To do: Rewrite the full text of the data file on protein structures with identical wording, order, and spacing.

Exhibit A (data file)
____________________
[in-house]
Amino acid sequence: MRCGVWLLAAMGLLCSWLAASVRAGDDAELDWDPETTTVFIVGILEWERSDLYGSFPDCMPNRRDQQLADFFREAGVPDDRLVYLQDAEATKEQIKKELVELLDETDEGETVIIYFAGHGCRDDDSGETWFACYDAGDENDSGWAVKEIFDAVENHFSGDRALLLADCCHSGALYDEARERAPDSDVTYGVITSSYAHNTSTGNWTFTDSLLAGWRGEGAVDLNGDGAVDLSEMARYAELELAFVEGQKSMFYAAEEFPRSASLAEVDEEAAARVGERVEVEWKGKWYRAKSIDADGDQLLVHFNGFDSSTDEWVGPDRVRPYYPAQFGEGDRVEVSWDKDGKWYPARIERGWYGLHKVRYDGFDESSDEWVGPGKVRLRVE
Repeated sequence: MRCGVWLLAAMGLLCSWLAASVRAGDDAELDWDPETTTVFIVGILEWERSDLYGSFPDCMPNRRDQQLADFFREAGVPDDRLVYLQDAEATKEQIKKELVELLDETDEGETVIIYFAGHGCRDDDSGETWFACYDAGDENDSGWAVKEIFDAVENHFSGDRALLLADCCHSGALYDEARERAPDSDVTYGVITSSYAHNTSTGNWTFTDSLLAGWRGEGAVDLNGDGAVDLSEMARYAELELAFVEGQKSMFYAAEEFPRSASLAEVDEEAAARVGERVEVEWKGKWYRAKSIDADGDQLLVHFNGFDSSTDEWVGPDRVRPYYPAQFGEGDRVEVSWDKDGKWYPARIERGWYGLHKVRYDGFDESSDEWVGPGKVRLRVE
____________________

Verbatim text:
[in-house]
Amino acid sequence: MRCGVWLLAAMGLLCSWLAASVRAGDDAELDWDPETTTVFIVGILEWERSDLYGSFPDCMPNRRDQQLADFFREAGVPDDRLVYLQDAEATKEQIKKELVELLDETDEGETVIIYFAGHGCRDDDSGETWFACYDAGDENDSGWAVKEIFDAVENHFSGDRALLLADCCHSGALYDEARERAPDSDVTYGVITSSYAHNTSTGNWTFTDSLLAGWRGEGAVDLNGDGAVDLSEMARYAELELAFVEGQKSMFYAAEEFPRSASLAEVDEEAAARVGERVEVEWKGKWYRAKSIDADGDQLLVHFNGFDSSTDEWVGPDRVRPYYPAQFGEGDRVEVSWDKDGKWYPARIERGWYGLHKVRYDGFDESSDEWVGPGKVRLRVE
Repeated sequence: MRCGVWLLAAMGLLCSWLAASVRAGDDAELDWDPETTTVFIVGILEWERSDLYGSFPDCMPNRRDQQLADFFREAGVPDDRLVYLQDAEATKEQIKKELVELLDETDEGETVIIYFAGHGCRDDDSGETWFACYDAGDENDSGWAVKEIFDAVENHFSGDRALLLADCCHSGALYDEARERAPDSDVTYGVITSSYAHNTSTGNWTFTDSLLAGWRGEGAVDLNGDGAVDLSEMARYAELELAFVEGQKSMFYAAEEFPRSASLAEVDEEAAARVGERVEVEWKGKWYRAKSIDADGDQLLVHFNGFDSSTDEWVGPDRVRPYYPAQFGEGDRVEVSWDKDGKWYPARIERGWYGLHKVRYDGFDESSDEWVGPGKVRLRVE